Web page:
‘UDA supergrass’ trial falls apart and goes quietly away…

LAST week marked the end of a virtually-unnoticed historic trial, as it marked the end of the first case in 20 years where police informers gave evidence in court here. It was also significant in that someone caught with a kilo of speed (amphetamine) was allowed to walk free from court. Surprisingly, no comment has appeared in the media about the trial’s conclusion. What is perhaps less surprising is that all charges involving UDA membership had been dropped long ago, along with a litany of other charges, 19 in total.There were a number of noteworthy aspects of the no-jury trial, not least the judge’s decision that the “most culpable” defendant should be given a lesser suspended sentence than one of the others. Obviously, we’re not in full possession of the facts, and need to rely on court reports, so not much can be concluded other than that, from the police’s point of view, the trial was a failure, as the evidence of the informers was dismissed and the defendants – despite being handed (non-custodial) sentences – walked, despite the seriousness of the charges.

The report from the Irish News and Belfast Telegraph on September 25:

FOUR Newtownards men have been given suspended jail terms for involvement with drugs while a fifth also walked free from court for running a “pernicious” loan sharking business without a licence.

Handing down suspended jail terms totalling nine years yesterday, Belfast Crown Court judge Mr Justice Reginald Weir told the five men that “if each keeps out of trouble… then you will hear no more of these offences” but warned them any future offending could result in “additional sentences”.

Originally each of the five men, Richard Barry (36), Robert Montgomery (35), David Moore (26), Richard Dalzell (26) and John Miskimmin (37), were all charged with being members of the outlawed UDA and of various drug dealing charges.

Three men who claimed to be former comrades-in-arms gave evidence against them but during his judgment, delivered last June, Mr Justice Weir acquitted them of membership and drug dealing, labelling the evidence against them as “most unconvincing and unsatisfactory”.

However, he did convict Montgomery, from Scrabo Road, of possessing almost one kilo of amphetamine with intent to supply after the drugs, estimated to have a street value of around £10,000, were found in his car by police.

Addressing Montgomery, who received a three-year term suspended for three years, the judge told him he was the “most culpable” of all the defendants as he was “at the least, a partial wholesaler” at the time the ‘speed’ was found in June 2003.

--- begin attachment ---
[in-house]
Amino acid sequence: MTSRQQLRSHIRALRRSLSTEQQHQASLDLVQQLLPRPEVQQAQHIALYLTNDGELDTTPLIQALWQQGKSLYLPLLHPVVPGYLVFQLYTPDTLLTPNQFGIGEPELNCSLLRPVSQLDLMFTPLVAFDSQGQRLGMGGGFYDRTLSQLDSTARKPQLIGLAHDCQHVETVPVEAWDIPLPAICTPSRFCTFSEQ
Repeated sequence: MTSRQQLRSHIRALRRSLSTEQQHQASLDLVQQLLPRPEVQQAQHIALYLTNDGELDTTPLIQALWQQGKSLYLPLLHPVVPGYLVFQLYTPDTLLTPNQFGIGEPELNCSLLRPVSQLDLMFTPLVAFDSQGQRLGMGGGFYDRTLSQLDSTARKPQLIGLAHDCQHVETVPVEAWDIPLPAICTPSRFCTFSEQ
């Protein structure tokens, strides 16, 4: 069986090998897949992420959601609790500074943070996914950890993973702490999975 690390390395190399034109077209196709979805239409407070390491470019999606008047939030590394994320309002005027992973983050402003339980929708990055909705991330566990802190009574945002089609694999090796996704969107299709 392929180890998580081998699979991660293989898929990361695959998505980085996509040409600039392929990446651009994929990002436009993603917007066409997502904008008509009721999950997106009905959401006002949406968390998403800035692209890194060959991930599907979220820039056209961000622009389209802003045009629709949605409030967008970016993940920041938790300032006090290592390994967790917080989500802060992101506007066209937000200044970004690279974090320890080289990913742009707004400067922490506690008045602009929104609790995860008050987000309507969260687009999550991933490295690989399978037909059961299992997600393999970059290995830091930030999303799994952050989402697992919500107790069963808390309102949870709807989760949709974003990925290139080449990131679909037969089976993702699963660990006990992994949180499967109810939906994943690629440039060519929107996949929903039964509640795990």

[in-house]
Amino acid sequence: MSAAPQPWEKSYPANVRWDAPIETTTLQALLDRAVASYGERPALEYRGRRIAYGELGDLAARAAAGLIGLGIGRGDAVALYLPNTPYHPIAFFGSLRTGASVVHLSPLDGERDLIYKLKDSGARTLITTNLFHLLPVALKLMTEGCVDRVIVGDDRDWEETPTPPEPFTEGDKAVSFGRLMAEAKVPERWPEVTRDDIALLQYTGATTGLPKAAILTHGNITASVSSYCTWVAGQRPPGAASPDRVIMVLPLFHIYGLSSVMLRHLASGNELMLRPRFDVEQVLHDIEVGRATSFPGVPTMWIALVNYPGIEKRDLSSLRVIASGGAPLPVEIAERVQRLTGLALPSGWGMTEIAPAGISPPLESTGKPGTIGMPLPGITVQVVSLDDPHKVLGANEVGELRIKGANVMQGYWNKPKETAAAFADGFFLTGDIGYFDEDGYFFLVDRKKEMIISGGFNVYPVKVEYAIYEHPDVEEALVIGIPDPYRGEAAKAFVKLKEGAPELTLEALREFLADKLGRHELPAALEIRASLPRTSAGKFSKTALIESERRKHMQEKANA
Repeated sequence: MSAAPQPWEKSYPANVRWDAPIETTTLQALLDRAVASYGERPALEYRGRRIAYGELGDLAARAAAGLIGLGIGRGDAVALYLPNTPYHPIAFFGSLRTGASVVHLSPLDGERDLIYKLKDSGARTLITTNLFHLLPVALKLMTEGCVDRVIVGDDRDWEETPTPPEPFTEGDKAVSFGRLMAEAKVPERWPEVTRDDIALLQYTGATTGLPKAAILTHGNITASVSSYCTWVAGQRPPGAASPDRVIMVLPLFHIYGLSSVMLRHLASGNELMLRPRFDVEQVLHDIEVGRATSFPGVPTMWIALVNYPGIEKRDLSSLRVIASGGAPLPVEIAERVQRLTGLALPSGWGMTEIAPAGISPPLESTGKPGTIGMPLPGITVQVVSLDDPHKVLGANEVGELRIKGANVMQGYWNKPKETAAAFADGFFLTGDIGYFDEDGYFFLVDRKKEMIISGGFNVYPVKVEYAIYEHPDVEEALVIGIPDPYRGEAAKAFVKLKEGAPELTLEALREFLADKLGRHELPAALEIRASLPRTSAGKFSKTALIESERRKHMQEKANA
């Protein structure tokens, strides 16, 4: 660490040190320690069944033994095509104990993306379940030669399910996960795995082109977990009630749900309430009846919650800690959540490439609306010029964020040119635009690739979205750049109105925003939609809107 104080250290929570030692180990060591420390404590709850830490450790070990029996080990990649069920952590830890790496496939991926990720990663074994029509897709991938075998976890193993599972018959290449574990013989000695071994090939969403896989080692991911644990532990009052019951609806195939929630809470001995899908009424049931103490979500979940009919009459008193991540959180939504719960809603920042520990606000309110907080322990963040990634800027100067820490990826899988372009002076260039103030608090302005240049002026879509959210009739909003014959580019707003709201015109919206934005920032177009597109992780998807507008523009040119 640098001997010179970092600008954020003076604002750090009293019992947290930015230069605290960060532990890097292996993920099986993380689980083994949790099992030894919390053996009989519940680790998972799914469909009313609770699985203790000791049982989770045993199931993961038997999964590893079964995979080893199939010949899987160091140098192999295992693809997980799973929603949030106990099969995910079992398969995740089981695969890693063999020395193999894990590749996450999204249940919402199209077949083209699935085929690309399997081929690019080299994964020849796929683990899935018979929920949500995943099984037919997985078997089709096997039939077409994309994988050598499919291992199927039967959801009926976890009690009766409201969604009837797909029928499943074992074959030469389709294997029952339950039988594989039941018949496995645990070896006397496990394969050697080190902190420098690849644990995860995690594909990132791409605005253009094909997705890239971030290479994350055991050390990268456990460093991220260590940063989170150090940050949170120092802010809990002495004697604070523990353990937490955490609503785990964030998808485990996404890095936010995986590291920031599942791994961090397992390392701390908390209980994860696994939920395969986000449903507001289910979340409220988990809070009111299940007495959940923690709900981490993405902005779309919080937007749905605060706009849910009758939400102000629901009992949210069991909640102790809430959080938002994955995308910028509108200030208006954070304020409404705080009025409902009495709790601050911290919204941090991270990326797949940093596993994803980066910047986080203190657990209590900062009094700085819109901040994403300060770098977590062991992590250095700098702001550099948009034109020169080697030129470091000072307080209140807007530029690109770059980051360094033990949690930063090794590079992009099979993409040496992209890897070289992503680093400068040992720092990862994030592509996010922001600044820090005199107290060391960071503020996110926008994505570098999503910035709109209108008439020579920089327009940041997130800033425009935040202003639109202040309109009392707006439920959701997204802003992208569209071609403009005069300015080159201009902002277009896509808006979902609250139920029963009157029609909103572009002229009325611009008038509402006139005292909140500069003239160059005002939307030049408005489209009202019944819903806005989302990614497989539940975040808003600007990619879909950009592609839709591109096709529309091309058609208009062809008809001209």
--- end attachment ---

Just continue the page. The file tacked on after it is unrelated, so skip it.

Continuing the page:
Mr Justice Weir sentenced Barry, from Cairndore Way, to a one-year term suspended for two years after he pleaded guilty to possessing a knuckle duster and a stun gun in June 2003.

Turning to Moore from Burnreagh Court, whose four-year term was suspended for three years on charges of possessing and supplying amphetamine, Mr Justice Weir said his drug dealing had been “at the lower end” and had been to fund his own habit.

In relation to Dalzell, from Mill Street, Mr Justice Weir handed him a six-month term suspended for three years for possessing cannabis and amphetamine for his own use and told him it was “most unfortunate” that he was the only defendant who had “been found dabbling in drugs again – you might’ve had more sense”.

Lastly the judge gave Miskimmin, from George’s Street, a six-month term suspended for three years after he admitted that between August 2002 and June 2003, he ran a money lending business without a licence.

He told Miskimmin his offences, although at a low level, represented a “pernicious activity” and “filthy trade” which “causes misery to poor people who do not have access to banks” or other lending institutions.

When the case opened in April 2005, in reference to the use of informers, a barrister for two of the defendants said “said the Crown was resorting to the use of such evidence because there was no forensic evidence against his clients and they had not made statements of admission.”

Again referring to the informers, in March the following year, “Belfast Crown Court heard the charges arose after two of their former accomplices, who were drug dealing in north Down, left the illegal organisation because they were ‘fed up with them controlling’ their lives and treating them badly.”

The court was told that one witness against the defendants claimed to be a UDA member who sold drugs for the illegal organisation, while the other said he was a former member. According to the newspaper reports, a lawyer told the court that in March 2003, both men handed themselves in to police, with one even taking a quantity of drugs with him, and confessed they had been dealing drugs. Afterwards, police searched the offices of North Down Advice Centre on June 24, 2003 where they uncovered two stun guns and a number of other items including UDA Christmas cards and calendars as well as UFF flags and pendants.